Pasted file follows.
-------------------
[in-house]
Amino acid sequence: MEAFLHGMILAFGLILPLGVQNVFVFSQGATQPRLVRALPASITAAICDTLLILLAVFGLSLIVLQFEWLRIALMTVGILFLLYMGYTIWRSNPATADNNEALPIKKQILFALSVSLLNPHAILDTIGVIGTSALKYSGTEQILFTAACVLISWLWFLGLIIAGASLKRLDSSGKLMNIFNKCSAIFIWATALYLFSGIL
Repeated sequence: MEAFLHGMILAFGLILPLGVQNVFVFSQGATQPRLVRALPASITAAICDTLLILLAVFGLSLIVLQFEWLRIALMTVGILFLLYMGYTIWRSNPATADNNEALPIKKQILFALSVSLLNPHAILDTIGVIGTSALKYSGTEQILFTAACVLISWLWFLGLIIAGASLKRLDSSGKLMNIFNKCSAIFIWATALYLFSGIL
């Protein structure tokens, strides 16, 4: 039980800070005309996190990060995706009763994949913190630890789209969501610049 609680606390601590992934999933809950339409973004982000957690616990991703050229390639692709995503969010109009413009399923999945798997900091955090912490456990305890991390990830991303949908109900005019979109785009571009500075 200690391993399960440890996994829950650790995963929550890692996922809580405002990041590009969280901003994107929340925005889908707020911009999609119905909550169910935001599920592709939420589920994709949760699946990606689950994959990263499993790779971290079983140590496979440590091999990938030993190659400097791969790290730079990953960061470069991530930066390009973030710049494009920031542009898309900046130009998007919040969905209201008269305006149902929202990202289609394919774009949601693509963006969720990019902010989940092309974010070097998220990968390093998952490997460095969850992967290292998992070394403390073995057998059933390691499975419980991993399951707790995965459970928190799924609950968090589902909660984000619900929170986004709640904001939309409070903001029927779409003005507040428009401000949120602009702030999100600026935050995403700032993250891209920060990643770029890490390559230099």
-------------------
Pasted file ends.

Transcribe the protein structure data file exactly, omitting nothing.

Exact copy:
[in-house]
Amino acid sequence: MEAFLHGMILAFGLILPLGVQNVFVFSQGATQPRLVRALPASITAAICDTLLILLAVFGLSLIVLQFEWLRIALMTVGILFLLYMGYTIWRSNPATADNNEALPIKKQILFALSVSLLNPHAILDTIGVIGTSALKYSGTEQILFTAACVLISWLWFLGLIIAGASLKRLDSSGKLMNIFNKCSAIFIWATALYLFSGIL
Repeated sequence: MEAFLHGMILAFGLILPLGVQNVFVFSQGATQPRLVRALPASITAAICDTLLILLAVFGLSLIVLQFEWLRIALMTVGILFLLYMGYTIWRSNPATADNNEALPIKKQILFALSVSLLNPHAILDTIGVIGTSALKYSGTEQILFTAACVLISWLWFLGLIIAGASLKRLDSSGKLMNIFNKCSAIFIWATALYLFSGIL
């Protein structure tokens, strides 16, 4: 039980800070005309996190990060995706009763994949913190630890789209969501610049 609680606390601590992934999933809950339409973004982000957690616990991703050229390639692709995503969010109009413009399923999945798997900091955090912490456990305890991390990830991303949908109900005019979109785009571009500075 200690391993399960440890996994829950650790995963929550890692996922809580405002990041590009969280901003994107929340925005889908707020911009999609119905909550169910935001599920592709939420589920994709949760699946990606689950994959990263499993790779971290079983140590496979440590091999990938030993190659400097791969790290730079990953960061470069991530930066390009973030710049494009920031542009898309900046130009998007919040969905209201008269305006149902929202990202289609394919774009949601693509963006969720990019902010989940092309974010070097998220990968390093998952490997460095969850992967290292998992070394403390073995057998059933390691499975419980991993399951707790995965459970928190799924609950968090589902909660984000619900929170986004709640904001939309409070903001029927779409003005507040428009401000949120602009702030999100600026935050995403700032993250891209920060990643770029890490390559230099």